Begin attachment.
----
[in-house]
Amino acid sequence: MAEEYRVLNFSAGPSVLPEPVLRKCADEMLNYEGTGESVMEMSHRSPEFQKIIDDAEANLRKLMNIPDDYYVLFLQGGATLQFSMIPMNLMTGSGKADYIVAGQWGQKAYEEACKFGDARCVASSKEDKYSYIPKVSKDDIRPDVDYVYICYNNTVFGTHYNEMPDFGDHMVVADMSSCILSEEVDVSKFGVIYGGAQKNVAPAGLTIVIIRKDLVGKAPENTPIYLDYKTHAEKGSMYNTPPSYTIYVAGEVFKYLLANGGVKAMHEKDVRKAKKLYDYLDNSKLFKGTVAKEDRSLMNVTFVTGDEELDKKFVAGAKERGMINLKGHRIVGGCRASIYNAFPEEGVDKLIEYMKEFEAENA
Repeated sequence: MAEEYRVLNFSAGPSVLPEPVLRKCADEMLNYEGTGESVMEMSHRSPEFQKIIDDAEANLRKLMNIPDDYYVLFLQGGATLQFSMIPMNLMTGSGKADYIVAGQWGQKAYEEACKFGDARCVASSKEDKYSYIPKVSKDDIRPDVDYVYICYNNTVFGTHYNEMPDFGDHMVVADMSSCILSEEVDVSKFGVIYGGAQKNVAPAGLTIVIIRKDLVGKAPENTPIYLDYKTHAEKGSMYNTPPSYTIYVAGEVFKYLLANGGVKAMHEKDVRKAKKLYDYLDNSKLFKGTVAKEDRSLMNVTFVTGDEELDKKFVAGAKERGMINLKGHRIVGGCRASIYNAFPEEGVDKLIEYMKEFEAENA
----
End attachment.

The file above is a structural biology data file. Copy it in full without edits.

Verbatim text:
[in-house]
Amino acid sequence: MAEEYRVLNFSAGPSVLPEPVLRKCADEMLNYEGTGESVMEMSHRSPEFQKIIDDAEANLRKLMNIPDDYYVLFLQGGATLQFSMIPMNLMTGSGKADYIVAGQWGQKAYEEACKFGDARCVASSKEDKYSYIPKVSKDDIRPDVDYVYICYNNTVFGTHYNEMPDFGDHMVVADMSSCILSEEVDVSKFGVIYGGAQKNVAPAGLTIVIIRKDLVGKAPENTPIYLDYKTHAEKGSMYNTPPSYTIYVAGEVFKYLLANGGVKAMHEKDVRKAKKLYDYLDNSKLFKGTVAKEDRSLMNVTFVTGDEELDKKFVAGAKERGMINLKGHRIVGGCRASIYNAFPEEGVDKLIEYMKEFEAENA
Repeated sequence: MAEEYRVLNFSAGPSVLPEPVLRKCADEMLNYEGTGESVMEMSHRSPEFQKIIDDAEANLRKLMNIPDDYYVLFLQGGATLQFSMIPMNLMTGSGKADYIVAGQWGQKAYEEACKFGDARCVASSKEDKYSYIPKVSKDDIRPDVDYVYICYNNTVFGTHYNEMPDFGDHMVVADMSSCILSEEVDVSKFGVIYGGAQKNVAPAGLTIVIIRKDLVGKAPENTPIYLDYKTHAEKGSMYNTPPSYTIYVAGEVFKYLLANGGVKAMHEKDVRKAKKLYDYLDNSKLFKGTVAKEDRSLMNVTFVTGDEELDKKFVAGAKERGMINLKGHRIVGGCRASIYNAFPEEGVDKLIEYMKEFEAENA